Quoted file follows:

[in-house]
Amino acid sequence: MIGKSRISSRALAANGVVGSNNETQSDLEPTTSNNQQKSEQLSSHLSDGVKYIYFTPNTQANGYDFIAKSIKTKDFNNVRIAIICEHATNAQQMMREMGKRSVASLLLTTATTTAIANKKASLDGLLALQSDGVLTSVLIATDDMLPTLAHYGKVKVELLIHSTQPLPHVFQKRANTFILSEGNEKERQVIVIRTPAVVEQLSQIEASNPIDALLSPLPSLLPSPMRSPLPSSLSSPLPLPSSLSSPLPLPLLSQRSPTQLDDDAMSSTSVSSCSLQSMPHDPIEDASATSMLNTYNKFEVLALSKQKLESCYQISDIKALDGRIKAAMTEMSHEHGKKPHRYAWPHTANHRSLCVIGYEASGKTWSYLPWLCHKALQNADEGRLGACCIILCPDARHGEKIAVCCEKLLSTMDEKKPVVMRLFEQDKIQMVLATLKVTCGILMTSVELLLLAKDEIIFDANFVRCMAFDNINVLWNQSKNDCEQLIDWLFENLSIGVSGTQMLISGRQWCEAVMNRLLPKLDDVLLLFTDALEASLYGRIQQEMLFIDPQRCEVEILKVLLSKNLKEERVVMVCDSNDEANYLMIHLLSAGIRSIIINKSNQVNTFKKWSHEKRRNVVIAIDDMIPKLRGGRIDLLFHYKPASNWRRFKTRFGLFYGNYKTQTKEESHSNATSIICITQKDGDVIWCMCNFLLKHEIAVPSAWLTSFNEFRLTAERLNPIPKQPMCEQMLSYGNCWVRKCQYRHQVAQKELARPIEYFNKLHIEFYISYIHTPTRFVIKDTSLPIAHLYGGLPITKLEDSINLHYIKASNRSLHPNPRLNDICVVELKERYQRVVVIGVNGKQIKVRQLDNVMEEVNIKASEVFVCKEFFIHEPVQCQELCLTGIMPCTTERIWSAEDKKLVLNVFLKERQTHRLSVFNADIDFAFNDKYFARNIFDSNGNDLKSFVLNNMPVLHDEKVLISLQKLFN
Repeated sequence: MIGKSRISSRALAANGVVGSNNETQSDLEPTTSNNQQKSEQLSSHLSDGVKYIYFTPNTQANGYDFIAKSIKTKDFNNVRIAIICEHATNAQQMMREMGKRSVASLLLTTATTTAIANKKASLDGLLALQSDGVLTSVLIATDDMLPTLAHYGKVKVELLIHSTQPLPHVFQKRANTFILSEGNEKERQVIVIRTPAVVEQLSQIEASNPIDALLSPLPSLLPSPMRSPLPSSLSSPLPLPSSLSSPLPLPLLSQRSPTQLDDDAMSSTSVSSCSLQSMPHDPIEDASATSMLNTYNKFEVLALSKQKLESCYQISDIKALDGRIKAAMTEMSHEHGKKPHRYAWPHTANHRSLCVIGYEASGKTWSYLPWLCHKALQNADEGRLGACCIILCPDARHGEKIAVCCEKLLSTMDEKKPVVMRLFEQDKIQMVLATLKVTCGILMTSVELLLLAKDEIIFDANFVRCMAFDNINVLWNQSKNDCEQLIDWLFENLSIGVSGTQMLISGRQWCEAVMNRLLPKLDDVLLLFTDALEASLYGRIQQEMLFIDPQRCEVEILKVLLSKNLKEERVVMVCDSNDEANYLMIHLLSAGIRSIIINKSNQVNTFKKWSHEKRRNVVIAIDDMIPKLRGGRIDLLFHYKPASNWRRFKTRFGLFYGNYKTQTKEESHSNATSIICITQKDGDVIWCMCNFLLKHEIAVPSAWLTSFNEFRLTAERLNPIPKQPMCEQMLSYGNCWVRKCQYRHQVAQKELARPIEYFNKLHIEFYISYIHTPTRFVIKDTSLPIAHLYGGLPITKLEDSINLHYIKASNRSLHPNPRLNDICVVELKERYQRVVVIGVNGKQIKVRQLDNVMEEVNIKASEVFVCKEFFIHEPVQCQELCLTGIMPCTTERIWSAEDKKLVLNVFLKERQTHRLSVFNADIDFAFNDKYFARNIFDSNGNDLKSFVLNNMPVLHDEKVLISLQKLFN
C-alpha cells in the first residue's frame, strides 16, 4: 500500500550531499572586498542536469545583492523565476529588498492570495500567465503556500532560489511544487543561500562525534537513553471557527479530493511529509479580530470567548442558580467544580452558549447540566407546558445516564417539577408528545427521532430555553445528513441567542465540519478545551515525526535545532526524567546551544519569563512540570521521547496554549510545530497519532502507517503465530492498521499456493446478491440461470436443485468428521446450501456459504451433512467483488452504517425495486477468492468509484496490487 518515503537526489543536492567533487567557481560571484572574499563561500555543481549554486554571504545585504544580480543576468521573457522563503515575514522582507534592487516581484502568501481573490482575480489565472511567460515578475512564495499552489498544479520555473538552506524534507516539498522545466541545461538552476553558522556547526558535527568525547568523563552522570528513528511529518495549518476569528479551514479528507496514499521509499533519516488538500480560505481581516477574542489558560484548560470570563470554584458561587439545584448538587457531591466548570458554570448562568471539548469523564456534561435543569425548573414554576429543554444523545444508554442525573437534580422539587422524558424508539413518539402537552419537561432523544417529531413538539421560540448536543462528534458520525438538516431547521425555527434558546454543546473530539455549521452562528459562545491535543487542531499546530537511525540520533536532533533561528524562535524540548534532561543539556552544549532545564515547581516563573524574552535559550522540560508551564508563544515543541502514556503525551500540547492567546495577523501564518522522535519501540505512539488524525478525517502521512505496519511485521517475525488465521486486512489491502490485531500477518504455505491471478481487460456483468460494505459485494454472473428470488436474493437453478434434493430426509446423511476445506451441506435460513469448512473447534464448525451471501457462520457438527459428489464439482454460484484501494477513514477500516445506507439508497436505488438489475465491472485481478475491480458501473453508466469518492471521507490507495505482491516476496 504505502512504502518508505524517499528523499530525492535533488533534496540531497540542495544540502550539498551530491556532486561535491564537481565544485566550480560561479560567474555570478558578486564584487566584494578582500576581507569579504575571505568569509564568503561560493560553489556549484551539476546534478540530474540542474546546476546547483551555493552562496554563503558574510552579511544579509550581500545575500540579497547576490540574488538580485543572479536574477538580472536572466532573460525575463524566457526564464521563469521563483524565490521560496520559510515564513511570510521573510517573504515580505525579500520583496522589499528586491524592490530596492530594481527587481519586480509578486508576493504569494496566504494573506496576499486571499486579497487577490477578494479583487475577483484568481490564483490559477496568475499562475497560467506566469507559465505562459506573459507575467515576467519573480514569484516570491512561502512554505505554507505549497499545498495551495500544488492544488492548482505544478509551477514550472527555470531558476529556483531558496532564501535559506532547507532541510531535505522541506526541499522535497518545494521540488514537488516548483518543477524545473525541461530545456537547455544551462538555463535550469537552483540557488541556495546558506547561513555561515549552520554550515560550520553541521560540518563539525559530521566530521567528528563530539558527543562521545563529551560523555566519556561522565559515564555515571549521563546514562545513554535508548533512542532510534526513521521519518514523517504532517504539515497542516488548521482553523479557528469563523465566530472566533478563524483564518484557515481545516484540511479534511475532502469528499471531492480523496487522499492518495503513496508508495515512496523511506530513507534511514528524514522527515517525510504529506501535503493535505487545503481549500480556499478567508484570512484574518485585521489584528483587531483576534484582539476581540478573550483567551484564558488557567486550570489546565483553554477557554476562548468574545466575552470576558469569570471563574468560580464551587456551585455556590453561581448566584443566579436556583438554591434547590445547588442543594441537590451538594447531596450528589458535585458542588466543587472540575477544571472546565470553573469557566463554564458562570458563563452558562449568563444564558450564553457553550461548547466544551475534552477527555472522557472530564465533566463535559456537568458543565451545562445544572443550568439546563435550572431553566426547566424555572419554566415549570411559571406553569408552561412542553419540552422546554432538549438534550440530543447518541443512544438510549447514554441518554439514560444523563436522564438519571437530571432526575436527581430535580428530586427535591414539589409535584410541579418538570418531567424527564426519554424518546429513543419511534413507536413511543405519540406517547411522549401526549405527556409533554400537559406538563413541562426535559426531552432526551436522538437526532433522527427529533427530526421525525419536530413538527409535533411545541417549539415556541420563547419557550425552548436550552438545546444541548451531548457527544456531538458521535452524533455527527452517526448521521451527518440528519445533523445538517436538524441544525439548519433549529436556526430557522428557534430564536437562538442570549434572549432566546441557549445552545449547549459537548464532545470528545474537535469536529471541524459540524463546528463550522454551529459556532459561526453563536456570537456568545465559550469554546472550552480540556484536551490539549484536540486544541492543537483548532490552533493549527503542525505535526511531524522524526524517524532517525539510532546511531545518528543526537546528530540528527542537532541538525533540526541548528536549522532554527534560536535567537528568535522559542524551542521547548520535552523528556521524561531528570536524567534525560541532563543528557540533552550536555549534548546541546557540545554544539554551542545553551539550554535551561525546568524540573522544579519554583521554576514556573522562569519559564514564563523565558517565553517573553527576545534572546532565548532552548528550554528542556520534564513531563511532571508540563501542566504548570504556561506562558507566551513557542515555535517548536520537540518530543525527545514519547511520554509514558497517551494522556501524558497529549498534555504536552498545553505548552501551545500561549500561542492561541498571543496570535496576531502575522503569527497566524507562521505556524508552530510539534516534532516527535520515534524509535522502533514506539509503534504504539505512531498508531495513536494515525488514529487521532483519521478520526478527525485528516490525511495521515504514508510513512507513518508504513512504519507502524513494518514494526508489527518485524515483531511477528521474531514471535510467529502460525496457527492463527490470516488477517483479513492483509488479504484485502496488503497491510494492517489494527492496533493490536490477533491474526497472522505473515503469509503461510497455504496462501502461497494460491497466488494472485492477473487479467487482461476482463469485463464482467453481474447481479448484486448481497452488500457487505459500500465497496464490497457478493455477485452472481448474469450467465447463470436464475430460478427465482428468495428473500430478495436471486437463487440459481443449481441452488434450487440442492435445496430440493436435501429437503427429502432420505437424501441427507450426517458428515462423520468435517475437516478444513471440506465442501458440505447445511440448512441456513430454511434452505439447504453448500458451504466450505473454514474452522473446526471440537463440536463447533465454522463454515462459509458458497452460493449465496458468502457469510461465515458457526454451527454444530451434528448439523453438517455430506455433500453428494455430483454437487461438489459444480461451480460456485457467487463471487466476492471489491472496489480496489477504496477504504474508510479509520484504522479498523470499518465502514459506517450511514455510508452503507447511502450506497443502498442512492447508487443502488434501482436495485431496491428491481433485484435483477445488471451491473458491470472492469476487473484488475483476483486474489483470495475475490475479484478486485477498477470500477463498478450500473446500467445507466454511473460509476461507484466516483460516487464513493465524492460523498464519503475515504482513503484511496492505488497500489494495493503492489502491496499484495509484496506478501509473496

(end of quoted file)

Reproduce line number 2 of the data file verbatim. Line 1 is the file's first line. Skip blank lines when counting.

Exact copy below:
Amino acid sequence: MIGKSRISSRALAANGVVGSNNETQSDLEPTTSNNQQKSEQLSSHLSDGVKYIYFTPNTQANGYDFIAKSIKTKDFNNVRIAIICEHATNAQQMMREMGKRSVASLLLTTATTTAIANKKASLDGLLALQSDGVLTSVLIATDDMLPTLAHYGKVKVELLIHSTQPLPHVFQKRANTFILSEGNEKERQVIVIRTPAVVEQLSQIEASNPIDALLSPLPSLLPSPMRSPLPSSLSSPLPLPSSLSSPLPLPLLSQRSPTQLDDDAMSSTSVSSCSLQSMPHDPIEDASATSMLNTYNKFEVLALSKQKLESCYQISDIKALDGRIKAAMTEMSHEHGKKPHRYAWPHTANHRSLCVIGYEASGKTWSYLPWLCHKALQNADEGRLGACCIILCPDARHGEKIAVCCEKLLSTMDEKKPVVMRLFEQDKIQMVLATLKVTCGILMTSVELLLLAKDEIIFDANFVRCMAFDNINVLWNQSKNDCEQLIDWLFENLSIGVSGTQMLISGRQWCEAVMNRLLPKLDDVLLLFTDALEASLYGRIQQEMLFIDPQRCEVEILKVLLSKNLKEERVVMVCDSNDEANYLMIHLLSAGIRSIIINKSNQVNTFKKWSHEKRRNVVIAIDDMIPKLRGGRIDLLFHYKPASNWRRFKTRFGLFYGNYKTQTKEESHSNATSIICITQKDGDVIWCMCNFLLKHEIAVPSAWLTSFNEFRLTAERLNPIPKQPMCEQMLSYGNCWVRKCQYRHQVAQKELARPIEYFNKLHIEFYISYIHTPTRFVIKDTSLPIAHLYGGLPITKLEDSINLHYIKASNRSLHPNPRLNDICVVELKERYQRVVVIGVNGKQIKVRQLDNVMEEVNIKASEVFVCKEFFIHEPVQCQELCLTGIMPCTTERIWSAEDKKLVLNVFLKERQTHRLSVFNADIDFAFNDKYFARNIFDSNGNDLKSFVLNNMPVLHDEKVLISLQKLFN